Hi Friends 🙂
Thanks for the nice words about my race! It went much better than I thought it would. But my legs have felt so tired and worn down – I hope they heal up. Walking up stairs is so awful and going from sitting to standing just makes me wince in pain. That is reason enough to train properly – which I didn’t do…
I’ve gotten a few comments and emails about my Weight Watchers experience as well as my former employer, Jenny Craig. I’ll get to WW later (hopefully later this week), but I thought I’d talk a bit about JC today.
I started to work for Jenny Craig in 2007 as a Weight Loss Counselor.
I had no idea about their program when I started there, but I got hired. (I am still friends with my former manager – it was worth it to work there because I got to meet her!) I went through training which focused mostly on selling food and exercise products (dvds, balance balls, ankle/wrist weights, resistance bands, etc). We were paid a measly hourly wage and earned commission off the food and products we sold. We also got paid for program upgrades, having clients with the highest percentage of weight loss, and things of that nature.
The JC program itself isn’t bad: Clients are told to eat 5 times per day: 3 meals and 2 snacks and the program includes lots of fresh produce. However, all of the meals are Jenny Craig meals: frozen dinners, canned soups, bagged cereals, snack bars, single serving bags of pretzels, cheesecake and the like. I won’t lie and say the food wasn’t good – I thought it was delicious. But the servings were small and the meals were expensive — $2 for a bag of cereal (one serving), $6-7 per dinner, $2 for snack bars and $3-4 for cans of soup. A weeks worth of food would cost $120+ and then you still had to buy fresh produce and dairy products (skim milk or fat free yogurt was recommended).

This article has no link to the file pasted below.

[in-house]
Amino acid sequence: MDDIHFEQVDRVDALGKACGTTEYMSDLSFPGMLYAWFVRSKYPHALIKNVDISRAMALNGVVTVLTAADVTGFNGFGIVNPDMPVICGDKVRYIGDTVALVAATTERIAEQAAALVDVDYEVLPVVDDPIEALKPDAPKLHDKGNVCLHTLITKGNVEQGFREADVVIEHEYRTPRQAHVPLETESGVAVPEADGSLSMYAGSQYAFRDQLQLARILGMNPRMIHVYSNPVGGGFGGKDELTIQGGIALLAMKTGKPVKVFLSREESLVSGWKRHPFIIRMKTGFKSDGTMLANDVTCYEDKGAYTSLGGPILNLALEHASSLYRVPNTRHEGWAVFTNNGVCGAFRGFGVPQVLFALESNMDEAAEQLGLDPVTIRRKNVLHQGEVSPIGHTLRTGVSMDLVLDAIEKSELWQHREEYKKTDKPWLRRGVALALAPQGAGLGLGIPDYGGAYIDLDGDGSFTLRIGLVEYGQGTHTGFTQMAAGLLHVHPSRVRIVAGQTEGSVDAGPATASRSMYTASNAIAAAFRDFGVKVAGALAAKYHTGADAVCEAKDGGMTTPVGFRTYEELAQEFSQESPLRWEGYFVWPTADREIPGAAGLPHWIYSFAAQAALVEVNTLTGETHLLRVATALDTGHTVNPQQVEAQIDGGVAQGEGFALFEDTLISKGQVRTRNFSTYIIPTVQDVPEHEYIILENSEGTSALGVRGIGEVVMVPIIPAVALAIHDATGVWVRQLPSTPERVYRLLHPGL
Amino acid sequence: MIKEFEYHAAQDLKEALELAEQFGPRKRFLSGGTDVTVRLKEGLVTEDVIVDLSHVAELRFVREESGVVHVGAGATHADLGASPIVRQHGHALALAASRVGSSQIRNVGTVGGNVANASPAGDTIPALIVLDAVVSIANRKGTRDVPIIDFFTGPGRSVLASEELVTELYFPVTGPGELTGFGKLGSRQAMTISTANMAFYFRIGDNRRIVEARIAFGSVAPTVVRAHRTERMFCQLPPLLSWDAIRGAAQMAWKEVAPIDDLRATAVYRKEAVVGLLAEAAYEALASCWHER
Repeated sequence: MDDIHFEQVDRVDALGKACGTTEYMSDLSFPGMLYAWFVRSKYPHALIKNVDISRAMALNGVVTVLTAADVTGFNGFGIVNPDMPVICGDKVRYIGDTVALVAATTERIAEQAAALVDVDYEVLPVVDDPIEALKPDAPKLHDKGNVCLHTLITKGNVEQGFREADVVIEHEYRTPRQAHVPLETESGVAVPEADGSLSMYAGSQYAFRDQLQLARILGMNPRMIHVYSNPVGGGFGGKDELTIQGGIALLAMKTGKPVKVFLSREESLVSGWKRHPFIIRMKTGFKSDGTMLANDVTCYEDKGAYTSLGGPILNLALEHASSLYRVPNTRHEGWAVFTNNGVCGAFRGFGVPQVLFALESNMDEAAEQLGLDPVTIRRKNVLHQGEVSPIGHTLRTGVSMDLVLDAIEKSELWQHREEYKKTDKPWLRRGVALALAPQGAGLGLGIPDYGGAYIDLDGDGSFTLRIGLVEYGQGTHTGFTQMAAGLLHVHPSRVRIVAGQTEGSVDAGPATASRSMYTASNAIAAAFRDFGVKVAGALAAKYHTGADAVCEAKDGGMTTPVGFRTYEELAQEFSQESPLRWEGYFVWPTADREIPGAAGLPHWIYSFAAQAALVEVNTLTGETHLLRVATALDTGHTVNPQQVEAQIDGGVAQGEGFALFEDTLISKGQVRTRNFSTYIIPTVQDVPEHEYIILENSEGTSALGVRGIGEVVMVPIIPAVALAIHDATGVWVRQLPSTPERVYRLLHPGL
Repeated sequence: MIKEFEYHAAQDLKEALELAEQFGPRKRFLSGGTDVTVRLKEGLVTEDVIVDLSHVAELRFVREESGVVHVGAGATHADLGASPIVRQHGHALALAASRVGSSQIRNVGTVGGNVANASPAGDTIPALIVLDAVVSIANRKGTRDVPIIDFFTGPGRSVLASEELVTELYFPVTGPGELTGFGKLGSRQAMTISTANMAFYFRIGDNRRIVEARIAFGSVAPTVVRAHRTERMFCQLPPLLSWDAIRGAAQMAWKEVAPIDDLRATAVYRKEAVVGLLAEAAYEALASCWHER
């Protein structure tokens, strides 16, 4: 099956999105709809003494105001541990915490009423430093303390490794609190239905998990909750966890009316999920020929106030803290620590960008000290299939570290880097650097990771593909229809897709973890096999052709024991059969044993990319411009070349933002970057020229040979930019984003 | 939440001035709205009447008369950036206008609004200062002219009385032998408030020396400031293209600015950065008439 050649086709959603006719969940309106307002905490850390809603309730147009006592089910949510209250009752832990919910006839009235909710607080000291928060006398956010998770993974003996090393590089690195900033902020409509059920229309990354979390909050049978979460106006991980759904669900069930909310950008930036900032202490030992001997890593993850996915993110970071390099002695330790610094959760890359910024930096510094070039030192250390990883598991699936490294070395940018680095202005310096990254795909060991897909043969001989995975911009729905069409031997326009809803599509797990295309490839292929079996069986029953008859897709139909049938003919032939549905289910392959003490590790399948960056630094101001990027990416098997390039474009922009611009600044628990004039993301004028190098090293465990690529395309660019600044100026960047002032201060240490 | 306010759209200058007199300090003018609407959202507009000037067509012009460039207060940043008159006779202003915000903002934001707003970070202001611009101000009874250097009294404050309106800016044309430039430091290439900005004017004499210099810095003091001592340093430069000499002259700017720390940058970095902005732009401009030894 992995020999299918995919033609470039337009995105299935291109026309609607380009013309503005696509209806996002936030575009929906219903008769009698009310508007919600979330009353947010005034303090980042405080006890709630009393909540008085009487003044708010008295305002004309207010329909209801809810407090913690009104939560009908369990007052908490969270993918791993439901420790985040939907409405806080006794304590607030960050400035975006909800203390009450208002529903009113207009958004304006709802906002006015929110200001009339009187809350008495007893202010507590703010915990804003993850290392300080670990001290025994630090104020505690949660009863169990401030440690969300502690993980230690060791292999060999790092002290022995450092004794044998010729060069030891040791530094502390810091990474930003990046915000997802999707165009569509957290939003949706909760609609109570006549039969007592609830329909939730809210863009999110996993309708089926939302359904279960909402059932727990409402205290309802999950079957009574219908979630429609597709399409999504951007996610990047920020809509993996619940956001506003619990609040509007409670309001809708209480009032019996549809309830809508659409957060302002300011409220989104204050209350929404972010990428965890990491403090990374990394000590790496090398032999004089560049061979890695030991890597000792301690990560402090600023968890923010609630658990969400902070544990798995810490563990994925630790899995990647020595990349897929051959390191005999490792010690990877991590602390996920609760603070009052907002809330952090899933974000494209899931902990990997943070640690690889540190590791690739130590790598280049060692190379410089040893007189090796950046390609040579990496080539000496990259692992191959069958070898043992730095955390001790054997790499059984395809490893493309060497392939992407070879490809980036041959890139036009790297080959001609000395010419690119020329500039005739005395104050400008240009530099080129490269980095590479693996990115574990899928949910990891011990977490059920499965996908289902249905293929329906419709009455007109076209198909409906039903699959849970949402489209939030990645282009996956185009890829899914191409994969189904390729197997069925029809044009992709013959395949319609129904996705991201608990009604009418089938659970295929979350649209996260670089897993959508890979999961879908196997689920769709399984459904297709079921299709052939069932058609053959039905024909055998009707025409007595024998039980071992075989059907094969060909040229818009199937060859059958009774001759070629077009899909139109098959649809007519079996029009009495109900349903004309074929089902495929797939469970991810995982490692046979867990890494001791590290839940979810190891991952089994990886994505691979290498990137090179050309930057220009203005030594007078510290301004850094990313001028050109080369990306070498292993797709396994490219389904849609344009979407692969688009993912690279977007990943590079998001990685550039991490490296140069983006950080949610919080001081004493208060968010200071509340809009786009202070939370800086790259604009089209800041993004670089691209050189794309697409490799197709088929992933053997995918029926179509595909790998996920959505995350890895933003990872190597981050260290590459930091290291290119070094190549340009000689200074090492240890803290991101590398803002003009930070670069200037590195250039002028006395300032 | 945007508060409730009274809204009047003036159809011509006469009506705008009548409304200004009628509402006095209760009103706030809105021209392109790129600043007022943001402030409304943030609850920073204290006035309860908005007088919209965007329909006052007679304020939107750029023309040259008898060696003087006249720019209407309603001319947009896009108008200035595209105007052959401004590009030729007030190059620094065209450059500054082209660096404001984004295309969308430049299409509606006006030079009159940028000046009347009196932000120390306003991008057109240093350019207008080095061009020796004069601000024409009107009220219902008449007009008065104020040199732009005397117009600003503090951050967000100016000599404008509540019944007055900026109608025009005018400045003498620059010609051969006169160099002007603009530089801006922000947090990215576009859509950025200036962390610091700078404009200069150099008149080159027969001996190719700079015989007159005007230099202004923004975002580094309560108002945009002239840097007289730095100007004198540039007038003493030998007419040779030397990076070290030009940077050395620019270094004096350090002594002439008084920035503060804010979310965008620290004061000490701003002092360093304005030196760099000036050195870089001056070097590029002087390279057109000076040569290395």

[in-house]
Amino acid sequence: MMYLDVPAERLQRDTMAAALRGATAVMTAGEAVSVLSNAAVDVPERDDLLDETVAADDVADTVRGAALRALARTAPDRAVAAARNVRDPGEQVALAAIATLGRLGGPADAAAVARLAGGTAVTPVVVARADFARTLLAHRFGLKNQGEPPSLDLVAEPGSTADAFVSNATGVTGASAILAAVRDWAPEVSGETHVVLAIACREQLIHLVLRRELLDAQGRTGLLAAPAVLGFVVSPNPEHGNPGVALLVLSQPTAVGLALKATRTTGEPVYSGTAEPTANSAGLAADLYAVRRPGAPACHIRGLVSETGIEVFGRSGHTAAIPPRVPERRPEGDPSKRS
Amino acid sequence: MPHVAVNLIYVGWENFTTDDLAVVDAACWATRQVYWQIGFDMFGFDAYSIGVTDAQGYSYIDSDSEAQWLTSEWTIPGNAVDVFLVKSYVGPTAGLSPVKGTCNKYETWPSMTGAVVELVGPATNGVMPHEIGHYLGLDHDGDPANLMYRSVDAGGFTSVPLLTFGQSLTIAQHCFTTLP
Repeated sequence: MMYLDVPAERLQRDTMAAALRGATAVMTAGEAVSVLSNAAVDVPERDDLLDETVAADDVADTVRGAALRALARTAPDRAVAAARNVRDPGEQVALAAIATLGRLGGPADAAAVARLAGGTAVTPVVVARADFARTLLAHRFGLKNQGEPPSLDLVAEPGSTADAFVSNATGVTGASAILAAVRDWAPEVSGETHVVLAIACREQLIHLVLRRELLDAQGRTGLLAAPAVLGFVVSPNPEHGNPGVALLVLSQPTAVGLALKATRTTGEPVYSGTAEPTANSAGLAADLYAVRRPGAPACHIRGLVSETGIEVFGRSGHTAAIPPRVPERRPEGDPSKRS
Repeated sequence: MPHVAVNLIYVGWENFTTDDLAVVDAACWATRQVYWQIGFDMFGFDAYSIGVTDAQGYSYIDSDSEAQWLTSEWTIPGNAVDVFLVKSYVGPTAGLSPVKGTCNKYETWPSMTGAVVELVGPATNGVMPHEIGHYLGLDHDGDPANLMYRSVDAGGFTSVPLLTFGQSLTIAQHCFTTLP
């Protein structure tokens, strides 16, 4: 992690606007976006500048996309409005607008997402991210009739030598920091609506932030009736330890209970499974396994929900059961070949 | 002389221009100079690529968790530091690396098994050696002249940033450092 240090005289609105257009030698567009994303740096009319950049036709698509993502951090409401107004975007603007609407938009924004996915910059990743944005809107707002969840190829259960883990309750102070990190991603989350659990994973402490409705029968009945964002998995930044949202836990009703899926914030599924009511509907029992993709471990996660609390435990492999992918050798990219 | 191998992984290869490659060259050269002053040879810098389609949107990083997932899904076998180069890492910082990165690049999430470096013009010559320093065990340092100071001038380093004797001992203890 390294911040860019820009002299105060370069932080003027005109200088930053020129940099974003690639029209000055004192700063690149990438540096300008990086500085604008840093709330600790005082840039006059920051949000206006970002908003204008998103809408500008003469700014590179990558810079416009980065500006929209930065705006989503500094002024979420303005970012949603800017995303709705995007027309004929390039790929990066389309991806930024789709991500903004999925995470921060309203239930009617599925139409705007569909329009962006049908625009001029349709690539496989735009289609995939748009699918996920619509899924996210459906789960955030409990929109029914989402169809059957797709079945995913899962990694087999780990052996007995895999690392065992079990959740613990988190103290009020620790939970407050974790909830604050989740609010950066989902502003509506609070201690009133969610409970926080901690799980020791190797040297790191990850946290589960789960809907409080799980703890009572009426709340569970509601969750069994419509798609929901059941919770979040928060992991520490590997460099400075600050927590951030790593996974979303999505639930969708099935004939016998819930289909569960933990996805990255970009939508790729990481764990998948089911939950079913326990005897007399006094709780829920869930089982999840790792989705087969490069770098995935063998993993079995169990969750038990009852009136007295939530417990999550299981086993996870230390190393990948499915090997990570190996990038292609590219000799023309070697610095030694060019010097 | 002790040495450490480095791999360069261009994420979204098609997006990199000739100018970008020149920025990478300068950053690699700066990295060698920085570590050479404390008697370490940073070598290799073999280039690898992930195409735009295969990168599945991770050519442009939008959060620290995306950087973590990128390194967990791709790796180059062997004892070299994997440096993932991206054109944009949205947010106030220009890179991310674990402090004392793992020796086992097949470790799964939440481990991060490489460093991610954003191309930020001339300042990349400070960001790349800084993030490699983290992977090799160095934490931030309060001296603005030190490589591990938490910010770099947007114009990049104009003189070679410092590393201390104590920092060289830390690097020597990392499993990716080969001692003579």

So in addition to the cost and the processed foods, the other issue I had with the program was little wiggle room for potential clients with food allergies. Most of the meals (if not all) contained dairy and wheat. And if you wanted to avoid artificial flavoring or coloring, forget this program. *I will say that during my final weeks with Jenny Craig, the food was slowly being changed from having High Fructose Corn Syrup to using Brown Rice Syrup – which to me was a step in the right direction.*
But the program wasn’t all bad. I think it was good for many clients to have the one-on-one support and to have someone weigh them weekly – it held them accountable. I did like that the JC program tries to attack weight loss/weight management in three ways: food, exercise and mindset. You need to get over the mental games when you are trying to lose weight, and I appreciated that JC did its best to incorporate that into the program. Unfortunately most of my clients thought the mindset part was worthless and as a result, didn’t do so well on the program.